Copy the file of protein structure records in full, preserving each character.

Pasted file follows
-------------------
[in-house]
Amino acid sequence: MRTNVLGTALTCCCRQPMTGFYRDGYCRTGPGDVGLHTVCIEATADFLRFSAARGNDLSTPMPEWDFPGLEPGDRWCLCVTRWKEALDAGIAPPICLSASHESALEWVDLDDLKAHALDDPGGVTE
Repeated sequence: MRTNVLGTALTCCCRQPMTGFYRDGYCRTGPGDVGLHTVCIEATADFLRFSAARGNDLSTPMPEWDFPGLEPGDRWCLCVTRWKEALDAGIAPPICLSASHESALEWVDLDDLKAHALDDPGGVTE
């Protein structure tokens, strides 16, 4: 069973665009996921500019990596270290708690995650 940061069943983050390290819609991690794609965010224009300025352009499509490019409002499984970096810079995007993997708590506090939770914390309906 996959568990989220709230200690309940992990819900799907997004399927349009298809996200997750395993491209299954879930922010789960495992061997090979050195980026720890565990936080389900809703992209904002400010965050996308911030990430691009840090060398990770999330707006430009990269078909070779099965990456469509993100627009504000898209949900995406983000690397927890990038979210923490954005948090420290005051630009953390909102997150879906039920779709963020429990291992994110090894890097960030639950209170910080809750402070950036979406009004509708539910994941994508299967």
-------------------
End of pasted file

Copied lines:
[in-house]
Amino acid sequence: MRTNVLGTALTCCCRQPMTGFYRDGYCRTGPGDVGLHTVCIEATADFLRFSAARGNDLSTPMPEWDFPGLEPGDRWCLCVTRWKEALDAGIAPPICLSASHESALEWVDLDDLKAHALDDPGGVTE
Repeated sequence: MRTNVLGTALTCCCRQPMTGFYRDGYCRTGPGDVGLHTVCIEATADFLRFSAARGNDLSTPMPEWDFPGLEPGDRWCLCVTRWKEALDAGIAPPICLSASHESALEWVDLDDLKAHALDDPGGVTE
């Protein structure tokens, strides 16, 4: 069973665009996921500019990596270290708690995650 940061069943983050390290819609991690794609965010224009300025352009499509490019409002499984970096810079995007993997708590506090939770914390309906 996959568990989220709230200690309940992990819900799907997004399927349009298809996200997750395993491209299954879930922010789960495992061997090979050195980026720890565990936080389900809703992209904002400010965050996308911030990430691009840090060398990770999330707006430009990269078909070779099965990456469509993100627009504000898209949900995406983000690397927890990038979210923490954005948090420290005051630009953390909102997150879906039920779709963020429990291992994110090894890097960030639950209170910080809750402070950036979406009004509708539910994941994508299967």